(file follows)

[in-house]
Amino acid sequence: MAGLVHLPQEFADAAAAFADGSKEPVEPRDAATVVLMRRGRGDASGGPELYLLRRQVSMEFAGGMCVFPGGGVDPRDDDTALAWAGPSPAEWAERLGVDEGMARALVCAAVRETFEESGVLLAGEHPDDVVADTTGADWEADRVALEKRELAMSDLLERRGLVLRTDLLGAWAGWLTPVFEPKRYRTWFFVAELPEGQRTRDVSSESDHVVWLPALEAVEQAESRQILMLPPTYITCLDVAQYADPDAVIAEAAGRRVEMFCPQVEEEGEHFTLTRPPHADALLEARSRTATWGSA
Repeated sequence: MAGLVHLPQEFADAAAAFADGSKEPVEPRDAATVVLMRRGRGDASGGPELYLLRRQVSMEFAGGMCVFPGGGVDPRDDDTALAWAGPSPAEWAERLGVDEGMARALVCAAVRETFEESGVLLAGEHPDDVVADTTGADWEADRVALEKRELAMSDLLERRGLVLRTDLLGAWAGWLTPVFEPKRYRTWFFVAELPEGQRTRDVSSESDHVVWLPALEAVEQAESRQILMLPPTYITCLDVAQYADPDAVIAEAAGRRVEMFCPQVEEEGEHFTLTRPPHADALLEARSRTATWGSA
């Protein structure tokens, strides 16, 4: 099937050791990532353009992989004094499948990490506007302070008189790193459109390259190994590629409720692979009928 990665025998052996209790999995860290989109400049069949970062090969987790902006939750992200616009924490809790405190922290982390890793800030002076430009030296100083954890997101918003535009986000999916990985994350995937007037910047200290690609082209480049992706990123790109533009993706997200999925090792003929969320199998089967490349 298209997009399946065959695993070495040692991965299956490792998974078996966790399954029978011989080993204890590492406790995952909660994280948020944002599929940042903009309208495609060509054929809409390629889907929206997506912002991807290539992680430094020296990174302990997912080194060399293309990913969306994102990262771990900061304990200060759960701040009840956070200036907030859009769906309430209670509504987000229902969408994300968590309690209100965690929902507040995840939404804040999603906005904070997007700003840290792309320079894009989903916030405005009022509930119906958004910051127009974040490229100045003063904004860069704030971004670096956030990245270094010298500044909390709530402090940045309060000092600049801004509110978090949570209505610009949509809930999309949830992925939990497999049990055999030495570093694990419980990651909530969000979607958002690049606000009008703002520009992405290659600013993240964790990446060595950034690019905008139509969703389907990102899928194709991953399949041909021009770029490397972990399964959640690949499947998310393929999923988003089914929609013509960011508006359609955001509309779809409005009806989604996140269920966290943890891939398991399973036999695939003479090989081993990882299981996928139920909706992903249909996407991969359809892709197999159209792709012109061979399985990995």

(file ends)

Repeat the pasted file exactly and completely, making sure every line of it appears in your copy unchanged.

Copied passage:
[in-house]
Amino acid sequence: MAGLVHLPQEFADAAAAFADGSKEPVEPRDAATVVLMRRGRGDASGGPELYLLRRQVSMEFAGGMCVFPGGGVDPRDDDTALAWAGPSPAEWAERLGVDEGMARALVCAAVRETFEESGVLLAGEHPDDVVADTTGADWEADRVALEKRELAMSDLLERRGLVLRTDLLGAWAGWLTPVFEPKRYRTWFFVAELPEGQRTRDVSSESDHVVWLPALEAVEQAESRQILMLPPTYITCLDVAQYADPDAVIAEAAGRRVEMFCPQVEEEGEHFTLTRPPHADALLEARSRTATWGSA
Repeated sequence: MAGLVHLPQEFADAAAAFADGSKEPVEPRDAATVVLMRRGRGDASGGPELYLLRRQVSMEFAGGMCVFPGGGVDPRDDDTALAWAGPSPAEWAERLGVDEGMARALVCAAVRETFEESGVLLAGEHPDDVVADTTGADWEADRVALEKRELAMSDLLERRGLVLRTDLLGAWAGWLTPVFEPKRYRTWFFVAELPEGQRTRDVSSESDHVVWLPALEAVEQAESRQILMLPPTYITCLDVAQYADPDAVIAEAAGRRVEMFCPQVEEEGEHFTLTRPPHADALLEARSRTATWGSA
């Protein structure tokens, strides 16, 4: 099937050791990532353009992989004094499948990490506007302070008189790193459109390259190994590629409720692979009928 990665025998052996209790999995860290989109400049069949970062090969987790902006939750992200616009924490809790405190922290982390890793800030002076430009030296100083954890997101918003535009986000999916990985994350995937007037910047200290690609082209480049992706990123790109533009993706997200999925090792003929969320199998089967490349 298209997009399946065959695993070495040692991965299956490792998974078996966790399954029978011989080993204890590492406790995952909660994280948020944002599929940042903009309208495609060509054929809409390629889907929206997506912002991807290539992680430094020296990174302990997912080194060399293309990913969306994102990262771990900061304990200060759960701040009840956070200036907030859009769906309430209670509504987000229902969408994300968590309690209100965690929902507040995840939404804040999603906005904070997007700003840290792309320079894009989903916030405005009022509930119906958004910051127009974040490229100045003063904004860069704030971004670096956030990245270094010298500044909390709530402090940045309060000092600049801004509110978090949570209505610009949509809930999309949830992925939990497999049990055999030495570093694990419980990651909530969000979607958002690049606000009008703002520009992405290659600013993240964790990446060595950034690019905008139509969703389907990102899928194709991953399949041909021009770029490397972990399964959640690949499947998310393929999923988003089914929609013509960011508006359609955001509309779809409005009806989604996140269920966290943890891939398991399973036999695939003479090989081993990882299981996928139920909706992903249909996407991969359809892709197999159209792709012109061979399985990995």